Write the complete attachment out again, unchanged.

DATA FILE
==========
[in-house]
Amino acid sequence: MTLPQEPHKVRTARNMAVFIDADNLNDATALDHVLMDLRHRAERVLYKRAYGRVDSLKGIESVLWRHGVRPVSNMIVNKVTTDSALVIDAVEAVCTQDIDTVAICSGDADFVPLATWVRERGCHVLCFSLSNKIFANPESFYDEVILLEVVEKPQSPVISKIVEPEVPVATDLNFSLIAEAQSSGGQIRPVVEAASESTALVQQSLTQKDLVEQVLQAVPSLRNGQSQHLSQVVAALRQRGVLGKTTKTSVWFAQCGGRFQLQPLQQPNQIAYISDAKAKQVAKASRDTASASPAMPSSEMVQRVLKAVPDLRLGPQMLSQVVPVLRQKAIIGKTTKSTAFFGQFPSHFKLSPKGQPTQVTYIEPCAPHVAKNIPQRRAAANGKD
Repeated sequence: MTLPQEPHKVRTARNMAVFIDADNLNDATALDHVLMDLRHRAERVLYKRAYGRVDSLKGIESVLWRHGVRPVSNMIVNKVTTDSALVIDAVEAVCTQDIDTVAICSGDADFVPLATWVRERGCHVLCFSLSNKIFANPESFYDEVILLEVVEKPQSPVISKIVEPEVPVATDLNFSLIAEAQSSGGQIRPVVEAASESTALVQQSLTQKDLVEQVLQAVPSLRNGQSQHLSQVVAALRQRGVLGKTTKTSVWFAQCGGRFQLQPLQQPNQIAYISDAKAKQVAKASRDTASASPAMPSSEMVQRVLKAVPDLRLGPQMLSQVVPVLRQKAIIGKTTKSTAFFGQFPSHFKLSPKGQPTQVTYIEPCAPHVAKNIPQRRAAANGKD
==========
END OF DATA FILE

[in-house]
Amino acid sequence: MTLPQEPHKVRTARNMAVFIDADNLNDATALDHVLMDLRHRAERVLYKRAYGRVDSLKGIESVLWRHGVRPVSNMIVNKVTTDSALVIDAVEAVCTQDIDTVAICSGDADFVPLATWVRERGCHVLCFSLSNKIFANPESFYDEVILLEVVEKPQSPVISKIVEPEVPVATDLNFSLIAEAQSSGGQIRPVVEAASESTALVQQSLTQKDLVEQVLQAVPSLRNGQSQHLSQVVAALRQRGVLGKTTKTSVWFAQCGGRFQLQPLQQPNQIAYISDAKAKQVAKASRDTASASPAMPSSEMVQRVLKAVPDLRLGPQMLSQVVPVLRQKAIIGKTTKSTAFFGQFPSHFKLSPKGQPTQVTYIEPCAPHVAKNIPQRRAAANGKD
Repeated sequence: MTLPQEPHKVRTARNMAVFIDADNLNDATALDHVLMDLRHRAERVLYKRAYGRVDSLKGIESVLWRHGVRPVSNMIVNKVTTDSALVIDAVEAVCTQDIDTVAICSGDADFVPLATWVRERGCHVLCFSLSNKIFANPESFYDEVILLEVVEKPQSPVISKIVEPEVPVATDLNFSLIAEAQSSGGQIRPVVEAASESTALVQQSLTQKDLVEQVLQAVPSLRNGQSQHLSQVVAALRQRGVLGKTTKTSVWFAQCGGRFQLQPLQQPNQIAYISDAKAKQVAKASRDTASASPAMPSSEMVQRVLKAVPDLRLGPQMLSQVVPVLRQKAIIGKTTKSTAFFGQFPSHFKLSPKGQPTQVTYIEPCAPHVAKNIPQRRAAANGKD